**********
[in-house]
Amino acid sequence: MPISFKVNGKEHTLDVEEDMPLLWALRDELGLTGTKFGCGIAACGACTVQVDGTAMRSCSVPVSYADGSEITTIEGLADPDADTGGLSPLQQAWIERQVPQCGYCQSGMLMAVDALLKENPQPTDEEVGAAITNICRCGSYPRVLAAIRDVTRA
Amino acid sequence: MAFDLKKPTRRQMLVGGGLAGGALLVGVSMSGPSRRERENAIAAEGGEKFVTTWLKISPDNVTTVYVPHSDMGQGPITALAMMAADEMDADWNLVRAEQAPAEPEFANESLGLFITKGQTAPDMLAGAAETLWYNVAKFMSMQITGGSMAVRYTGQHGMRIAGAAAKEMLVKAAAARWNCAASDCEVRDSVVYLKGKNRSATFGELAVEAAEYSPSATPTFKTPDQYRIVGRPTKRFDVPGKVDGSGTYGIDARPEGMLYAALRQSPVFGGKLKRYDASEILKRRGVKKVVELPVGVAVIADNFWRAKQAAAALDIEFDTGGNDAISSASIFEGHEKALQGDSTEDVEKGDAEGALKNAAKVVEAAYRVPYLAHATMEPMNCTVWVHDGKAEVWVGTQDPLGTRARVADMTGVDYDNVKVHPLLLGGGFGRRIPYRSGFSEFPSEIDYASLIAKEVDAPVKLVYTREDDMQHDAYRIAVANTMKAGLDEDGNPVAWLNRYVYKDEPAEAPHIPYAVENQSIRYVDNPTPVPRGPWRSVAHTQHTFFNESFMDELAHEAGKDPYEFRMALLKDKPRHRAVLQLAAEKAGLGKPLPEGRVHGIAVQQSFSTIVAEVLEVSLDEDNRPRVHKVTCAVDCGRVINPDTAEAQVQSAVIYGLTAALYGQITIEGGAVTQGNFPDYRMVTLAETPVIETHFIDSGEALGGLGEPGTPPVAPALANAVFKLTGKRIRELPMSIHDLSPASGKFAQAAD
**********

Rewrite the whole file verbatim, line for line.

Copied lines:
[in-house]
Amino acid sequence: MPISFKVNGKEHTLDVEEDMPLLWALRDELGLTGTKFGCGIAACGACTVQVDGTAMRSCSVPVSYADGSEITTIEGLADPDADTGGLSPLQQAWIERQVPQCGYCQSGMLMAVDALLKENPQPTDEEVGAAITNICRCGSYPRVLAAIRDVTRA
Amino acid sequence: MAFDLKKPTRRQMLVGGGLAGGALLVGVSMSGPSRRERENAIAAEGGEKFVTTWLKISPDNVTTVYVPHSDMGQGPITALAMMAADEMDADWNLVRAEQAPAEPEFANESLGLFITKGQTAPDMLAGAAETLWYNVAKFMSMQITGGSMAVRYTGQHGMRIAGAAAKEMLVKAAAARWNCAASDCEVRDSVVYLKGKNRSATFGELAVEAAEYSPSATPTFKTPDQYRIVGRPTKRFDVPGKVDGSGTYGIDARPEGMLYAALRQSPVFGGKLKRYDASEILKRRGVKKVVELPVGVAVIADNFWRAKQAAAALDIEFDTGGNDAISSASIFEGHEKALQGDSTEDVEKGDAEGALKNAAKVVEAAYRVPYLAHATMEPMNCTVWVHDGKAEVWVGTQDPLGTRARVADMTGVDYDNVKVHPLLLGGGFGRRIPYRSGFSEFPSEIDYASLIAKEVDAPVKLVYTREDDMQHDAYRIAVANTMKAGLDEDGNPVAWLNRYVYKDEPAEAPHIPYAVENQSIRYVDNPTPVPRGPWRSVAHTQHTFFNESFMDELAHEAGKDPYEFRMALLKDKPRHRAVLQLAAEKAGLGKPLPEGRVHGIAVQQSFSTIVAEVLEVSLDEDNRPRVHKVTCAVDCGRVINPDTAEAQVQSAVIYGLTAALYGQITIEGGAVTQGNFPDYRMVTLAETPVIETHFIDSGEALGGLGEPGTPPVAPALANAVFKLTGKRIRELPMSIHDLSPASGKFAQAAD